Homily on Mark 5: 21-43

        The headline boomed in bold all-caps—Archibishop Discusses Hell! Well, I couldn’t resist. After all, it’s not everyday that you get to hear an Archbishop talk about the Lake of Fire and eternal damnation! Curiosity peaked, I rolled up my sleeves, and started reading.
My concept of hell, I suppose, is being stuck with myself forever and with no way out. Whether anybody ever gets to that point I have no idea. But that it’s possible to be stuck with my selfish little ego for all eternity, that’s what I would regard as hell.[1]
For Williams (and I think he is spot on here) hell is the loss of relation. We are created to be persons in relation, not just individuals, and there is a very real sense in which to cease to be in relation is to cease to be at all. Indeed, the Greek for person is prosopon—literally “toward-the-face.” True personhood consists of facing the other, of being face-to-face. So Sartre was wrong; hell isn’t other people, it’s being faceless, being stuck with myself without the possibility of relating to others.
            This is exactly the situation of the hemorrhaging woman we encounter today in Mark’s gospel. Already marginalized as a woman in a patriarchal culture, she is doubly marginalized on account of her ritual impurity in the eyes of Jewish law. Her doctors have only made her worse, and what is more, they have left her penniless. Reduced to nothing, faceless, she is no longer a person. She has been banished, excised, cut off from participation in community life. She is in hell.
            But then, something amazing happens. Jesus happens. Touch, connection, and relationship happen. Suddenly, the anonymous woman who approached Jesus only from behind and whose identity resided solely with her illness becomes a fully-fledged “daughter ” of God. She is restored to health, and made a part of the community. Encountering Jesus heals her of isolation, estrangement, and the dehumanizing stigmas of her culture. Fastening herself to Jesus, new life is kindled in her. She is saved and made whole, she becomes a person—a prosopon—someone with a face.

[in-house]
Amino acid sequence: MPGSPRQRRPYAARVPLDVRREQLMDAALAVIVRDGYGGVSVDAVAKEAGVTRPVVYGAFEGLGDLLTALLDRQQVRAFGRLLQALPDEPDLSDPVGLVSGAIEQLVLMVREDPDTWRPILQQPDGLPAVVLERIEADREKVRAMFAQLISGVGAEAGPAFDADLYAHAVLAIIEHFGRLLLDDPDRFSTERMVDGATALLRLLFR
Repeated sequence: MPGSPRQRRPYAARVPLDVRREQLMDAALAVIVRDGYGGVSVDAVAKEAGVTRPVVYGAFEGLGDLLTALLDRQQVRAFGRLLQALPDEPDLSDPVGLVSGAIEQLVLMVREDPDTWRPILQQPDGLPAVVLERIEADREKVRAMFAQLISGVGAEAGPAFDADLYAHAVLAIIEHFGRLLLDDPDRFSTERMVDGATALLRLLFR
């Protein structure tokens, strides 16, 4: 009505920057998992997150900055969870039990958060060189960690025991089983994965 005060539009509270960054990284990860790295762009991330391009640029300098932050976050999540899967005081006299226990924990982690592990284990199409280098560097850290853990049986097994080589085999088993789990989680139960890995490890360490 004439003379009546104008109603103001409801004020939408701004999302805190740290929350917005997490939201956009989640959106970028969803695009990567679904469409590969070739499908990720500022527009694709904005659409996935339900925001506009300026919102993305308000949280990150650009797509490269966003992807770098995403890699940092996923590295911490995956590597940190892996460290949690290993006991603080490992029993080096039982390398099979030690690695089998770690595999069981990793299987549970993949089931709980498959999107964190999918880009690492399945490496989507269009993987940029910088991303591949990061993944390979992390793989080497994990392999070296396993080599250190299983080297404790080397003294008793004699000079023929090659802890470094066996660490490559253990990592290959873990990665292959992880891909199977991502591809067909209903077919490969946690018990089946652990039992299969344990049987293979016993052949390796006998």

For last few weeks, I’ve found myself haunted by a collect. It’s the collect from Proper 18 the first part of which, you remember, runs like this—
Grant us, O Lord, to trust in you with all our hearts; for, as
you always resist the proud who confide in their own strength,
so you never forsake those who make their boast of your
mercy…
And I wonder if that’s what the hemorrhaging woman might have to teach us today. Like Jairus, she has humbly shrugged off the illusion of self-sufficiency. She doesn’t confide in her own strength. Instead, she empties herself, pours herself out in love at the foot of the Lord. And it is exactly at this moment of complete emptying, that Jesus shows up for her. Only when she has exhausted all her various means of trying to solve the problem “her way” does she come face-to-face with new life.
There is, perhaps, no greater taboo in our culture than neediness. Whether we call it ‘rugged individualism,’ or ‘Emersonian self-reliance’ or ‘consumer choice’ doesn’t matter. What does matter, though, is that it is only in the recognition of our deepest need, our need for communion with God, that we can find peace and share that peace with all whom we encounter. We are homo adorans, beings made to worship God, and to rely on ourselves rubs against the very grain of reality. As worshipping creatures oriented towards to the other, twisting this impulse back on itself is a recipe for sickness, estrangement, desperation, and loneliness.
Paradoxically, it is in relying on ourselves that we find ourselves least ourselves. New life comes in turning to the other—God as revealed in the person of Christ. We meet Him in word, in sacrament, but also in the strange face of the other as we journey out of ourselves in love. Our practice is to consent to this pilgrimage towards His face moment after ordinary moment—to the cashier’s tired face in the checkout line, to the wizened face of the homeless person on the street corner, to the face of a neighbor at the peace, to the sleepy bedtime face of a child reading her ‘last’ story. It is by the grace of this turning and journeying forth—this sacramental face-to-facing—that the Christ in others saves us from ourselves, and the Christ in us saves others from the hell of facelessness. Amen.




[1] Beckford, Martin. “Archbishop of Canterbury: Hell is being alone for ever.” The Telegraph. 13 August 2009. Web.

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